have a late lunch in America
from a Hopi lunch menu to please a Zapotec palate seemed to be a formidable
This tale from the visit of
the Zapotec potters from Oaxaca with the Hopi potters in Arizona (see
Hopi Visit Part I) took place in Mishongnovi up on Second Mesa in
the Hopi reservation. The Hopi Cultural Center is in that little town
and it has a restaurant, the only one for a long, long ways. The sun was
near down and lunchtime was turning into dinnertime. We pulled in and
got a table. As my job as translator and cultural interpreter I began
checking the menu and looking for meals the potters might enjoy.
This proved to be a more difficult
task than I had imagined. There were no tamales, tlayudas, mole, empanadas,
tejate, tasajo or coloradito or any other Oaxacan standards on the menus
of the places we'd been eating. Everything had to be explained: "A hamburger
is ground beef that's been grilled and placed between two pieces of bread.
It usually has ketchup on it." "Ketchup? Well, uh, it's made from tomatoes
with some spices and it's kind of sweet. Has sugar in it." That didn't
go over too well.
The right side of the Hopi Cultural
Center menu had the standard bread and butter dishes: hamburgers, spaghetti,
ham sandwiches, potato salad and grilled cheese. The left side of the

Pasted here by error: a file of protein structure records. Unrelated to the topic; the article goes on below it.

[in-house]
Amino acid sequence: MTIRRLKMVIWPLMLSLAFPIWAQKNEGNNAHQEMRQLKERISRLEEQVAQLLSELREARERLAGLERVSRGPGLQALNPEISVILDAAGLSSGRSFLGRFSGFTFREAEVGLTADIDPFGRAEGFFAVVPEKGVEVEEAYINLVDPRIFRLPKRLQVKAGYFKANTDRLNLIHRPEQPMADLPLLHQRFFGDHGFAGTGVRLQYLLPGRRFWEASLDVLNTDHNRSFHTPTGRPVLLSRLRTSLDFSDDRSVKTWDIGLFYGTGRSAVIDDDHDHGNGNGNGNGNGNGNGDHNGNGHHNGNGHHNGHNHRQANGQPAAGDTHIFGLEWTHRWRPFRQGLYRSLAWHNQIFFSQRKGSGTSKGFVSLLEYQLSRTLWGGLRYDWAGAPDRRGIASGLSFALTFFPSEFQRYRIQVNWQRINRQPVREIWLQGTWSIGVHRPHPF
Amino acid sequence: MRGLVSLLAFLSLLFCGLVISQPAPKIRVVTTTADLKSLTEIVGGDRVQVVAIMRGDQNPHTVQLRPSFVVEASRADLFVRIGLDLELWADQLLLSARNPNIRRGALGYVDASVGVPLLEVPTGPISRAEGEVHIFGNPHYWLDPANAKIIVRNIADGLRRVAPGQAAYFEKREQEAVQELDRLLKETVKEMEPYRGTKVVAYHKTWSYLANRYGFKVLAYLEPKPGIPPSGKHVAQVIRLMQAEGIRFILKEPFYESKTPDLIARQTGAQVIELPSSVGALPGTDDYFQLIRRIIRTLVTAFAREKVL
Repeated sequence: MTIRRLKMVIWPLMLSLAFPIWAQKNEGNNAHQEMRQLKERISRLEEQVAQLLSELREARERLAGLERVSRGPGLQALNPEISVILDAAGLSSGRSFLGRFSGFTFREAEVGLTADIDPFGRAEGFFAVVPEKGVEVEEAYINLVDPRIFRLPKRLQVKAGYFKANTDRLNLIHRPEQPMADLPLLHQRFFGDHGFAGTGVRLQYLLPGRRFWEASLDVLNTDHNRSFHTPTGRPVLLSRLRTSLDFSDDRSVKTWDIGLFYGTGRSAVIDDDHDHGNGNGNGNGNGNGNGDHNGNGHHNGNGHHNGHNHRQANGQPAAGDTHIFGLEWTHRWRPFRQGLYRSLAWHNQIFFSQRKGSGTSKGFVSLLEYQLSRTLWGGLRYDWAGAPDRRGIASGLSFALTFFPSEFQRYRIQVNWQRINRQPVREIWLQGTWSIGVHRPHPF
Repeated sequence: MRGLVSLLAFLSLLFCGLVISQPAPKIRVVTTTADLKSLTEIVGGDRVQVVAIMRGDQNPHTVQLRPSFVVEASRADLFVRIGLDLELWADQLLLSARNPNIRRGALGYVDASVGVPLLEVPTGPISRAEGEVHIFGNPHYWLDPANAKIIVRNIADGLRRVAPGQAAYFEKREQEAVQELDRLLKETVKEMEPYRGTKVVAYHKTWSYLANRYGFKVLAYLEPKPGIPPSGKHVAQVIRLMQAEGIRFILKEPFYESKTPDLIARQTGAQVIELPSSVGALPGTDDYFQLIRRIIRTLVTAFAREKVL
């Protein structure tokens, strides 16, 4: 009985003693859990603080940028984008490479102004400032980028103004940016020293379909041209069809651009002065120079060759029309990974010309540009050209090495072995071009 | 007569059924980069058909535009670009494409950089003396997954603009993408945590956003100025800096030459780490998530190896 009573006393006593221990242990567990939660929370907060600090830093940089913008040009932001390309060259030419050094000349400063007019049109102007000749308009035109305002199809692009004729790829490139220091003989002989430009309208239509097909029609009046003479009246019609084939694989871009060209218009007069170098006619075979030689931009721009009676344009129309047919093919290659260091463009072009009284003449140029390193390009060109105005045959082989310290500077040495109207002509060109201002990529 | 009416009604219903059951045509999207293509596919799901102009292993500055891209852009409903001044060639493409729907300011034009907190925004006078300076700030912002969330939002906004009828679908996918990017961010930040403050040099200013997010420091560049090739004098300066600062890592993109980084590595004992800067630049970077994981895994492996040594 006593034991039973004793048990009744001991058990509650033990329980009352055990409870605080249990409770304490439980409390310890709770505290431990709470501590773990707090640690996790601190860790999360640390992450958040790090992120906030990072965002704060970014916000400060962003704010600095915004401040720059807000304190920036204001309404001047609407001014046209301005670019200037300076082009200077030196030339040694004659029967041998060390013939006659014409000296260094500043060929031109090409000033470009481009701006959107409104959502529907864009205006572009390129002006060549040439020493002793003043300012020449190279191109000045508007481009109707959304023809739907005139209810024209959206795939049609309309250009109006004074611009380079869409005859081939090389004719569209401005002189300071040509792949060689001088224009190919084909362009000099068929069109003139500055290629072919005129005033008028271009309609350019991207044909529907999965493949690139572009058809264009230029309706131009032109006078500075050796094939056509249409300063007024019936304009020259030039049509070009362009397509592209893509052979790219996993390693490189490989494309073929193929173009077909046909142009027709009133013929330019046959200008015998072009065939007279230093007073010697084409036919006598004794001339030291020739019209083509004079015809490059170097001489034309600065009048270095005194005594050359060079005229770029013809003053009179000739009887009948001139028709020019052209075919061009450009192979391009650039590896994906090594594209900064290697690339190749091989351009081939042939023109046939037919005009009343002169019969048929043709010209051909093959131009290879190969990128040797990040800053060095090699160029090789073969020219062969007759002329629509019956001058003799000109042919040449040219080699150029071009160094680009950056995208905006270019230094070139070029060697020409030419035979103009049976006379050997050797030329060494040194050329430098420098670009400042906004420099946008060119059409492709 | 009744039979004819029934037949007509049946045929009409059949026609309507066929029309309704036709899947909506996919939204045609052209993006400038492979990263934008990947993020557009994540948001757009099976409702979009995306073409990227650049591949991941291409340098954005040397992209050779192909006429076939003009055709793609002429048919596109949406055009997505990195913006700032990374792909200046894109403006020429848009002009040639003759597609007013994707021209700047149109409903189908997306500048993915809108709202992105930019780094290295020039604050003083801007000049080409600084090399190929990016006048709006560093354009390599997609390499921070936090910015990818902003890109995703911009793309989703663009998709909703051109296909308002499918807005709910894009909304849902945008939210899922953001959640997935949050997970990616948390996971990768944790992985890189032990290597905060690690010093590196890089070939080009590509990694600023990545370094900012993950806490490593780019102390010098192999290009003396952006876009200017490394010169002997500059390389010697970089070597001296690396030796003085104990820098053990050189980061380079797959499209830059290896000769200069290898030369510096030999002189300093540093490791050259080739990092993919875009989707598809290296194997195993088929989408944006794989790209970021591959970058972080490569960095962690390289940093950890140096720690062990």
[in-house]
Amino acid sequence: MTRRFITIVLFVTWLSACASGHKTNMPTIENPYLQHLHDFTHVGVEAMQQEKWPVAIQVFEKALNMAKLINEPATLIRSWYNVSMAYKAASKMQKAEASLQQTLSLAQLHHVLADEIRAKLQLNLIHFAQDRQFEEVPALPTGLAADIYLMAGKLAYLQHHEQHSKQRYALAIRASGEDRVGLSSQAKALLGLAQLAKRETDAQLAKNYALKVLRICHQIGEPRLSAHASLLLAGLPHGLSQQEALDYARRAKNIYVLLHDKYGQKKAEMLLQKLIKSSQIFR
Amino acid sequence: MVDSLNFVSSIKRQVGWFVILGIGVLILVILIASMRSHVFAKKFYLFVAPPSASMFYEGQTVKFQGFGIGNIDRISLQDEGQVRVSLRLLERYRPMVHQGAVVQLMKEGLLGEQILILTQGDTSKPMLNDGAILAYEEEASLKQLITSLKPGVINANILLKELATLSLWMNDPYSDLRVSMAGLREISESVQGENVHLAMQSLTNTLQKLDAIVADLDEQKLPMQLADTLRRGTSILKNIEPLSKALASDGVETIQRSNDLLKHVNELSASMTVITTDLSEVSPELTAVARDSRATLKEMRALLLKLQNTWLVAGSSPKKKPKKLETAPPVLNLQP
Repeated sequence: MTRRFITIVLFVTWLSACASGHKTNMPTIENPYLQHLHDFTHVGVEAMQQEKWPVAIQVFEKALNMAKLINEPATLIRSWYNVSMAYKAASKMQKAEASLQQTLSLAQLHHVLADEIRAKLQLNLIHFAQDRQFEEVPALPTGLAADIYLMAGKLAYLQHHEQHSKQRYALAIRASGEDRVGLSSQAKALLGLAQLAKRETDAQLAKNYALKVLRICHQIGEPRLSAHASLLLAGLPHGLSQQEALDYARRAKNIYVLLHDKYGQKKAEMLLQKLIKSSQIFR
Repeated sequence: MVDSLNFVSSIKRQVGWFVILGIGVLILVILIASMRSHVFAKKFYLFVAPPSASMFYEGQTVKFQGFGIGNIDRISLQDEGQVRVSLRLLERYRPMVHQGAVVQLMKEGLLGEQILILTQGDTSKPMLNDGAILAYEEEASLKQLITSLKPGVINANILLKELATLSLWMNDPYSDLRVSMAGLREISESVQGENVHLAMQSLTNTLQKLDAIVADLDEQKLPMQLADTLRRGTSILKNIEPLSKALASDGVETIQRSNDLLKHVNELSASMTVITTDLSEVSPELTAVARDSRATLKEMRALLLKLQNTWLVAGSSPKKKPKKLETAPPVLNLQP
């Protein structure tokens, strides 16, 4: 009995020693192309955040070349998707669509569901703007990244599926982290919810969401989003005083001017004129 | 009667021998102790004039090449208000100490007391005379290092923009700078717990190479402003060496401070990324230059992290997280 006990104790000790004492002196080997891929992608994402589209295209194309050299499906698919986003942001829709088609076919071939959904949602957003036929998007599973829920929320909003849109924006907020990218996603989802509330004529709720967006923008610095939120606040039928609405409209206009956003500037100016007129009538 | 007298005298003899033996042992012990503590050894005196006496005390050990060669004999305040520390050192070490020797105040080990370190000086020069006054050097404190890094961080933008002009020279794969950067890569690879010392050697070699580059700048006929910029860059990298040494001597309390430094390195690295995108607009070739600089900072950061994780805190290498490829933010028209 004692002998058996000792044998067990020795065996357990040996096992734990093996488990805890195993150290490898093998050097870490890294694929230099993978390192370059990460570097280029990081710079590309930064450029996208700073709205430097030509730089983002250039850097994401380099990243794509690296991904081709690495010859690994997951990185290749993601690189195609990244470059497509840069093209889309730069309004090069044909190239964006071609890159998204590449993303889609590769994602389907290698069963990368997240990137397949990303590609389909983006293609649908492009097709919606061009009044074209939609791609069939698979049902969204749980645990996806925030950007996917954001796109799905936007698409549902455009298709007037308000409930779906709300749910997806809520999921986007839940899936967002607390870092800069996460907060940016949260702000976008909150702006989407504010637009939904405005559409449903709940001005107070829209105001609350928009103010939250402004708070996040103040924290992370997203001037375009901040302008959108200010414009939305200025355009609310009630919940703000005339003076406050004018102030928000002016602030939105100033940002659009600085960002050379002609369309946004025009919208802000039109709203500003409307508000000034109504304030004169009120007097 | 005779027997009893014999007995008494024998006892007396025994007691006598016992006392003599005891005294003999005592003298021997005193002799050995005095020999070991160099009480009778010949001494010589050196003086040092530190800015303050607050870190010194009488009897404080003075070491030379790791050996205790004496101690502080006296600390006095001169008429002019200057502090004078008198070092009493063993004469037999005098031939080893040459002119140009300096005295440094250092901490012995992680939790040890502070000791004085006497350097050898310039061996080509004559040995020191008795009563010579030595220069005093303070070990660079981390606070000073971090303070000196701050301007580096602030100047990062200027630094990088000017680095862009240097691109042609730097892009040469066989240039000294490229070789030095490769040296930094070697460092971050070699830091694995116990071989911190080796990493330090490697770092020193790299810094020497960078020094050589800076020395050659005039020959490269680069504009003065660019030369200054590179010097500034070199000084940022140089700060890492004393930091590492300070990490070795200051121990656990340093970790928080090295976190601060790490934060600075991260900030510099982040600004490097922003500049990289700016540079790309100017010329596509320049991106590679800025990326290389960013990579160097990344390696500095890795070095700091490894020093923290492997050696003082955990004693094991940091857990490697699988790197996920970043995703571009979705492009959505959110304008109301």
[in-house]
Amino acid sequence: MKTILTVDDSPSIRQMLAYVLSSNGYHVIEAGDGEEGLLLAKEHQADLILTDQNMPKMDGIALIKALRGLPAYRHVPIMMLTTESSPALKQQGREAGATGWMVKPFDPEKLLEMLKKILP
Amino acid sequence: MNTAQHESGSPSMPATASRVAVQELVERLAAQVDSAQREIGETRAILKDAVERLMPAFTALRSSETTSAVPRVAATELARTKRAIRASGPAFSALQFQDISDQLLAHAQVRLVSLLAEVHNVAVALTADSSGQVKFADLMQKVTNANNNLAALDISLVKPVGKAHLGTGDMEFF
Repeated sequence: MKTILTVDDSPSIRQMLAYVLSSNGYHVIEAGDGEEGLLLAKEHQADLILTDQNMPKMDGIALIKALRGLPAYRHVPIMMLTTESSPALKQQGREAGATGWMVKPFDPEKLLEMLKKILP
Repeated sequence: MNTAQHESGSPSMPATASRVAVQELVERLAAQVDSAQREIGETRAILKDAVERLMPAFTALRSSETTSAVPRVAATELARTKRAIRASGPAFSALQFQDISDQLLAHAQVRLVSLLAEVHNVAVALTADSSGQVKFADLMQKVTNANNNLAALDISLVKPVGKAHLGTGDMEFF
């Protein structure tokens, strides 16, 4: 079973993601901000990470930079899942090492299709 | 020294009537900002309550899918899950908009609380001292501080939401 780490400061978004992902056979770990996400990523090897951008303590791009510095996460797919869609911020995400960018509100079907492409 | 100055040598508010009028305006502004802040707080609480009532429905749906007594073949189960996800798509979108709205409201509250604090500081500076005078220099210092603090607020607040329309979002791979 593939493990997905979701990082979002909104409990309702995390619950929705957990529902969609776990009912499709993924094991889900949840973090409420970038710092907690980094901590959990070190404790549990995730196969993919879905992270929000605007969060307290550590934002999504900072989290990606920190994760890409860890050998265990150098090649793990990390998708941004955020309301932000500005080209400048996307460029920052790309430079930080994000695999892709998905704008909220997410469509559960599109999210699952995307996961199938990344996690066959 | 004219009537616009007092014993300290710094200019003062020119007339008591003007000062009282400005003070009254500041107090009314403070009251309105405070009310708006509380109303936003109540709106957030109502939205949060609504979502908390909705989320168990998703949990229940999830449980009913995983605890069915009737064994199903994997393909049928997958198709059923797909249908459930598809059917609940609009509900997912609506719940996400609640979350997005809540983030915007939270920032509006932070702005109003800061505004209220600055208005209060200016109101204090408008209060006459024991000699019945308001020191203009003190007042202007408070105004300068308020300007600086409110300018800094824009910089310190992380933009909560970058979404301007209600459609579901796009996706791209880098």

menu was dedicated to traditional Hopi dishes with names as easy for me
to pronounce as the name of the town we were currently in. They also had
complete descriptions in English for those unfamiliar with Hopi cooking.
I guessed that one of these dishes might be of interest to the potters.
I began translating the nine
different dishes. They were based around mutton, hominy, beans and squash.
I did my best to explain what mutton stew was, how northern chili was
made and how hominy was prepared in America. I was trying to second-guess
what they might enjoy most and make suggestions based on their previous
selections at other restaurants.
The potters listened politely,
nodded at my suggestions. When I was all through, had caught my breath
and folded the menu, Alberta asked, "Is there fried chicken?"
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